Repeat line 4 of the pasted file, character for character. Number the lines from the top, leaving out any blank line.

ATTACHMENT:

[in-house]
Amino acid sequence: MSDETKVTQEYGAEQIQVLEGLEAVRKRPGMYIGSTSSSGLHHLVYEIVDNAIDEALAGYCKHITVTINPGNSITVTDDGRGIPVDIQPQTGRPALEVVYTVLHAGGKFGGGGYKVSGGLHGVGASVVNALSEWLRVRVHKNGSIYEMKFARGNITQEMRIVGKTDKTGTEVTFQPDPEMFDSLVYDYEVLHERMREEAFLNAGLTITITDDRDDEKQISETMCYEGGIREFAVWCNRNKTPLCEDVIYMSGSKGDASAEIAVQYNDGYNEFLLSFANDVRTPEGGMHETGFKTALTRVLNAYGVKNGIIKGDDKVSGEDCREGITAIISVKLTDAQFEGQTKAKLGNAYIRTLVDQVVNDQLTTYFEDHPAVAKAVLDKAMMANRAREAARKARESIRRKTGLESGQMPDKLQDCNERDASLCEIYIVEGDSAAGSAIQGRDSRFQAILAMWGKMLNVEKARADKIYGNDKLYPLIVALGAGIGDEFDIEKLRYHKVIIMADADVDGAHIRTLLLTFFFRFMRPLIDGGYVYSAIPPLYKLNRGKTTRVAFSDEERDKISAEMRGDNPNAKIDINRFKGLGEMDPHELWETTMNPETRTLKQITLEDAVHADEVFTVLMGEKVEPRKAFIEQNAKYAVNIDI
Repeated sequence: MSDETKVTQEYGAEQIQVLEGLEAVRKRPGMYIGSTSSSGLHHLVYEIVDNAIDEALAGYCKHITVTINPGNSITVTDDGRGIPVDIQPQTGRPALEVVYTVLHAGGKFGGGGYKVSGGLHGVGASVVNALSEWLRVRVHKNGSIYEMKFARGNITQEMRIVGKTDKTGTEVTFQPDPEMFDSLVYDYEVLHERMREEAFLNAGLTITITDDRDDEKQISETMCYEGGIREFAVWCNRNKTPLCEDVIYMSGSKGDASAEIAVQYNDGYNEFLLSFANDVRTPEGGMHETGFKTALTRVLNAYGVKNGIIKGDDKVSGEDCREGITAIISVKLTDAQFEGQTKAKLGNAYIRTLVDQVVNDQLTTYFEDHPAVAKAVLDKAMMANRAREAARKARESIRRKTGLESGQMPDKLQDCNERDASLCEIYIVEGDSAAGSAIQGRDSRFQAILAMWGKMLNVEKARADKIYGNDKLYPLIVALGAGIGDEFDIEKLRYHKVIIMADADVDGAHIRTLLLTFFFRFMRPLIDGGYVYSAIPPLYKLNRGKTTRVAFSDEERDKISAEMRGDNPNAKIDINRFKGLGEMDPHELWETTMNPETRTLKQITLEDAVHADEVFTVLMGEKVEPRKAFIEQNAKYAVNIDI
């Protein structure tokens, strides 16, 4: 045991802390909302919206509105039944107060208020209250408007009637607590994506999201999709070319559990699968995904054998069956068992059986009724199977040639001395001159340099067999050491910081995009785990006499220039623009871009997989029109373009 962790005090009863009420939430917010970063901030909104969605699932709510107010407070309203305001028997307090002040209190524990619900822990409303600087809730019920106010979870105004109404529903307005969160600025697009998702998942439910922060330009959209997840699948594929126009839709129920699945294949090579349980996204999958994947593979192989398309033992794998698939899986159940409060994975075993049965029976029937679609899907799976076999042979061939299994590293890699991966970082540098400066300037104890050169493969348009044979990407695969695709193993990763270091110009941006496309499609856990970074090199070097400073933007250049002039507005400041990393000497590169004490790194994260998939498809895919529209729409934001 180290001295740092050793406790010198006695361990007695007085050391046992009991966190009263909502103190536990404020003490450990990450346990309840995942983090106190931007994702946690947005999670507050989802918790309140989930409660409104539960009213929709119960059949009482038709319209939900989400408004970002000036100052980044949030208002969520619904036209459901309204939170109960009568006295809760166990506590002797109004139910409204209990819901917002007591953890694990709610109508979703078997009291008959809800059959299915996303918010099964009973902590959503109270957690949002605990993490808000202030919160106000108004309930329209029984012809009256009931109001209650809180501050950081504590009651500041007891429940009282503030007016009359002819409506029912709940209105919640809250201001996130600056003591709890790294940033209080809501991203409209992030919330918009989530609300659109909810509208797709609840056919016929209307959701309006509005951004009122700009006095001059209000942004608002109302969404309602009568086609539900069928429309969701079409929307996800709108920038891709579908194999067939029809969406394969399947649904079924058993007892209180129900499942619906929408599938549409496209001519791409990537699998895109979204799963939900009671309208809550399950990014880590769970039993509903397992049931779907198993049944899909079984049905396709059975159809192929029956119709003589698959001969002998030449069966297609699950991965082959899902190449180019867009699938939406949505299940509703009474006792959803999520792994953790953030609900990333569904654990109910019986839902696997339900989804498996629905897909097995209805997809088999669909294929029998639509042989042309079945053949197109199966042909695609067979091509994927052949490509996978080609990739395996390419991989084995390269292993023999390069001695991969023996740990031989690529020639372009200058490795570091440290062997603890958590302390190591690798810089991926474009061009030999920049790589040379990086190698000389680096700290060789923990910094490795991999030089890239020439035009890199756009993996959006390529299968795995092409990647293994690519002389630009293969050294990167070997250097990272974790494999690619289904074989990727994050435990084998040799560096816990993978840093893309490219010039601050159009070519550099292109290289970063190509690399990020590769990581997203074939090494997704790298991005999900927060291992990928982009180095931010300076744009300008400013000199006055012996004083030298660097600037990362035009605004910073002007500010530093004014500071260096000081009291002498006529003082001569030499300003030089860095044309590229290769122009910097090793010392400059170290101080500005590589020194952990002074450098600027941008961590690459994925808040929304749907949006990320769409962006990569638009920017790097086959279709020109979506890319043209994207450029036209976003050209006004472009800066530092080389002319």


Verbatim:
């Protein structure tokens, strides 16, 4: 045991802390909302919206509105039944107060208020209250408007009637607590994506999201999709070319559990699968995904054998069956068992059986009724199977040639001395001159340099067999050491910081995009785990006499220039623009871009997989029109373009 962790005090009863009420939430917010970063901030909104969605699932709510107010407070309203305001028997307090002040209190524990619900822990409303600087809730019920106010979870105004109404529903307005969160600025697009998702998942439910922060330009959209997840699948594929126009839709129920699945294949090579349980996204999958994947593979192989398309033992794998698939899986159940409060994975075993049965029976029937679609899907799976076999042979061939299994590293890699991966970082540098400066300037104890050169493969348009044979990407695969695709193993990763270091110009941006496309499609856990970074090199070097400073933007250049002039507005400041990393000497590169004490790194994260998939498809895919529209729409934001 180290001295740092050793406790010198006695361990007695007085050391046992009991966190009263909502103190536990404020003490450990990450346990309840995942983090106190931007994702946690947005999670507050989802918790309140989930409660409104539960009213929709119960059949009482038709319209939900989400408004970002000036100052980044949030208002969520619904036209459901309204939170109960009568006295809760166990506590002797109004139910409204209990819901917002007591953890694990709610109508979703078997009291008959809800059959299915996303918010099964009973902590959503109270957690949002605990993490808000202030919160106000108004309930329209029984012809009256009931109001209650809180501050950081504590009651500041007891429940009282503030007016009359002819409506029912709940209105919640809250201001996130600056003591709890790294940033209080809501991203409209992030919330918009989530609300659109909810509208797709609840056919016929209307959701309006509005951004009122700009006095001059209000942004608002109302969404309602009568086609539900069928429309969701079409929307996800709108920038891709579908194999067939029809969406394969399947649904079924058993007892209180129900499942619906929408599938549409496209001519791409990537699998895109979204799963939900009671309208809550399950990014880590769970039993509903397992049931779907198993049944899909079984049905396709059975159809192929029956119709003589698959001969002998030449069966297609699950991965082959899902190449180019867009699938939406949505299940509703009474006792959803999520792994953790953030609900990333569904654990109910019986839902696997339900989804498996629905897909097995209805997809088999669909294929029998639509042989042309079945053949197109199966042909695609067979091509994927052949490509996978080609990739395996390419991989084995390269292993023999390069001695991969023996740990031989690529020639372009200058490795570091440290062997603890958590302390190591690798810089991926474009061009030999920049790589040379990086190698000389680096700290060789923990910094490795991999030089890239020439035009890199756009993996959006390529299968795995092409990647293994690519002389630009293969050294990167070997250097990272974790494999690619289904074989990727994050435990084998040799560096816990993978840093893309490219010039601050159009070519550099292109290289970063190509690399990020590769990581997203074939090494997704790298991005999900927060291992990928982009180095931010300076744009300008400013000199006055012996004083030298660097600037990362035009605004910073002007500010530093004014500071260096000081009291002498006529003082001569030499300003030089860095044309590229290769122009910097090793010392400059170290101080500005590589020194952990002074450098600027941008961590690459994925808040929304749907949006990320769409962006990569638009920017790097086959279709020109979506890319043209994207450029036209976003050209006004472009800066530092080389002319």